A clinic in Newcastle upon Tyne has been granted the UK’s first licence to carry out a trial of “three person IVF” (Mitochondrial Replacement Therapy, or MRT). The fertility technique is intended to be used by couples who want to prevent genetic diseases being passed on to their children, due to faulty mitochondrial DNA. The process uses genetic material from the mother, father and a female donor, and replaces faulty genetic material in the mother’s DNA with the female donor’s genetic material.
There have already been a small number of three parent IVF pregnancies elsewhere in the world, resulting in reportedly healthy babies.
However the technique is not without its controversies and critics.
There is concern in some quarters that, given the relatively novel nature of the technique, it may have dangerous implications for babies born from its use. Genes interact with each other, and our understanding of how they do so is far from complete. Could replacing one set of inherited genetic material with a completely different set cause unexpected and unwanted interactions? Genes also interact with the environment, sometimes being switched on and off, and how this process would be affected by the presence of non-inherited mitochondrial DNA is not known.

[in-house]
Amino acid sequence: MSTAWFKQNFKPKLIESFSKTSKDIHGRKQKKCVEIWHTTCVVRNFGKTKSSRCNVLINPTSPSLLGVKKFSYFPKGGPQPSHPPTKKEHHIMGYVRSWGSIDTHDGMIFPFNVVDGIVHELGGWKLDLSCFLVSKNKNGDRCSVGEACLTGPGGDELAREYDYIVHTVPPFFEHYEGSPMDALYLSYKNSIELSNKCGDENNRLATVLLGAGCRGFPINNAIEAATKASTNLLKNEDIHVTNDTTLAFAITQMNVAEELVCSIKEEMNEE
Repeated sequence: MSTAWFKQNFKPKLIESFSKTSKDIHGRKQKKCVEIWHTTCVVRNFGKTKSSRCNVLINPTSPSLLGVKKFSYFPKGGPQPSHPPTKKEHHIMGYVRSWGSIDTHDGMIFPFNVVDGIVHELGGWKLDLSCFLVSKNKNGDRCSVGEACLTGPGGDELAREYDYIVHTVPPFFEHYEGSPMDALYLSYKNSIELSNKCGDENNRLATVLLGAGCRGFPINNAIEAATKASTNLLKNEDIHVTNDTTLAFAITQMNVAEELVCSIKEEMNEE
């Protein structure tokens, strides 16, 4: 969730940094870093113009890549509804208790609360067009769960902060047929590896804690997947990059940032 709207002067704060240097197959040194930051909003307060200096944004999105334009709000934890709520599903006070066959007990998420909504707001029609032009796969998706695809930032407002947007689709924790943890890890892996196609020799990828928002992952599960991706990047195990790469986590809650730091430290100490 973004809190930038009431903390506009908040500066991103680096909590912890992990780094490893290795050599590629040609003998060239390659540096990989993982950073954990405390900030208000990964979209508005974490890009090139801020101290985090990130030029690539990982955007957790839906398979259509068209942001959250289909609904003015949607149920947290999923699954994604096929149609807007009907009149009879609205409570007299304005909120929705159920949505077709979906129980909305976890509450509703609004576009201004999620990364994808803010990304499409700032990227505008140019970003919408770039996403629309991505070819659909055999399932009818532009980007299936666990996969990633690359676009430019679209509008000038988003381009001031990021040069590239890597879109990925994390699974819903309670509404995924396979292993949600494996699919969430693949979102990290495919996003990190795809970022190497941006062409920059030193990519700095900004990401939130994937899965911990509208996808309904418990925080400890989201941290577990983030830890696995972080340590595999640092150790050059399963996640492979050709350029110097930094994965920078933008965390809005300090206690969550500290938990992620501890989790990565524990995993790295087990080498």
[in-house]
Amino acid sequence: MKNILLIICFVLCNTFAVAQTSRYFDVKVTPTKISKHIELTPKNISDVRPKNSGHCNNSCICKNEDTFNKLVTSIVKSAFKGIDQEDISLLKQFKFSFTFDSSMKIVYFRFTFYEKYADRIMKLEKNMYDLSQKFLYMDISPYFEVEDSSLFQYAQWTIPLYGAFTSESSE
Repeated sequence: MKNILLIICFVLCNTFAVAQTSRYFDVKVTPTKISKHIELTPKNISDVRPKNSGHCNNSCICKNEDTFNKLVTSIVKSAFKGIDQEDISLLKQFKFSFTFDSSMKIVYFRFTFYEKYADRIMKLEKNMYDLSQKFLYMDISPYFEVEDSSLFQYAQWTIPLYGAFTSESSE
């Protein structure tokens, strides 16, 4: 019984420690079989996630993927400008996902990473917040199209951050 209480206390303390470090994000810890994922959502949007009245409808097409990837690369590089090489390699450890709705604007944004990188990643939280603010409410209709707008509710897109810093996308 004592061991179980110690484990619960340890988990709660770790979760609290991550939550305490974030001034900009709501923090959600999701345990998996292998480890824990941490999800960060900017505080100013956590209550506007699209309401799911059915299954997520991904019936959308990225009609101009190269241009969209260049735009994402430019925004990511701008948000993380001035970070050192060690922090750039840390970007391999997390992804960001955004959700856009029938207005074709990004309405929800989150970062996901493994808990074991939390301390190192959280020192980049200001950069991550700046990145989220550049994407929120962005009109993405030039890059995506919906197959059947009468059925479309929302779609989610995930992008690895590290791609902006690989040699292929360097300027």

There are also religious objections. Both the Church of England and the Catholic Church had expressed concerns about the technique to the UK government before it was legalised. Concerns have included the fact that human embryos are destroyed in the process. There are also fears that, although those in favour of the technique stress that the amount of genetic material replaced is tiny, it may play a more crucial role in identity than has been anticipated. Questions also arise about how to classify the relationship between the female donor and the child, carrying a small amount of her DNA.
Those in favour of the technique being used stress the enormous pain mitochondrial disorders cause families with the genetic traits. Allowing such families to avoid the risk of passing on genetic problems to their children would alleviate great suffering. Further, the amount of genetic material which is replaced is tiny (about 0.1%), so fears about the effect this may have on the identity of the individual and functioning of the genome as a whole may be overblown.
This is certainly not the first fertility technique to create great controversy.
Read more about fertility techniques and their legal implications here: